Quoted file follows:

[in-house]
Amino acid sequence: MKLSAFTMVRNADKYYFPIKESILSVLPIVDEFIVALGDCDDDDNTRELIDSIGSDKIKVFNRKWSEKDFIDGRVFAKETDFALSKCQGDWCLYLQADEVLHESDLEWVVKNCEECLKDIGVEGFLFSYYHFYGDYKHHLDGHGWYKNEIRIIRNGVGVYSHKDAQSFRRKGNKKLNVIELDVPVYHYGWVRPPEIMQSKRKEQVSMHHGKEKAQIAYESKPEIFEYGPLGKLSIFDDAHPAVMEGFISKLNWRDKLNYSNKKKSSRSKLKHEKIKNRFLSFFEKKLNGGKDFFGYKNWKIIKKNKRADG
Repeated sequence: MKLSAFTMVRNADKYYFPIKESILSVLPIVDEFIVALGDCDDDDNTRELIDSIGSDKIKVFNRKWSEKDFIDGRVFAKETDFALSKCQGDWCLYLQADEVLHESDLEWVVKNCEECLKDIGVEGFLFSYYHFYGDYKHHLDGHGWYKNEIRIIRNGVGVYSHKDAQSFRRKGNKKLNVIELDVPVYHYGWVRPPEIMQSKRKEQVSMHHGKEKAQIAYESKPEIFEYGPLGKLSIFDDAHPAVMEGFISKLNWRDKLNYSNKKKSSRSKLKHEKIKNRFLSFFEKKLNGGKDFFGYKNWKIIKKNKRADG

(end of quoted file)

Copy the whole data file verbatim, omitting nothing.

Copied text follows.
[in-house]
Amino acid sequence: MKLSAFTMVRNADKYYFPIKESILSVLPIVDEFIVALGDCDDDDNTRELIDSIGSDKIKVFNRKWSEKDFIDGRVFAKETDFALSKCQGDWCLYLQADEVLHESDLEWVVKNCEECLKDIGVEGFLFSYYHFYGDYKHHLDGHGWYKNEIRIIRNGVGVYSHKDAQSFRRKGNKKLNVIELDVPVYHYGWVRPPEIMQSKRKEQVSMHHGKEKAQIAYESKPEIFEYGPLGKLSIFDDAHPAVMEGFISKLNWRDKLNYSNKKKSSRSKLKHEKIKNRFLSFFEKKLNGGKDFFGYKNWKIIKKNKRADG
Repeated sequence: MKLSAFTMVRNADKYYFPIKESILSVLPIVDEFIVALGDCDDDDNTRELIDSIGSDKIKVFNRKWSEKDFIDGRVFAKETDFALSKCQGDWCLYLQADEVLHESDLEWVVKNCEECLKDIGVEGFLFSYYHFYGDYKHHLDGHGWYKNEIRIIRNGVGVYSHKDAQSFRRKGNKKLNVIELDVPVYHYGWVRPPEIMQSKRKEQVSMHHGKEKAQIAYESKPEIFEYGPLGKLSIFDDAHPAVMEGFISKLNWRDKLNYSNKKKSSRSKLKHEKIKNRFLSFFEKKLNGGKDFFGYKNWKIIKKNKRADG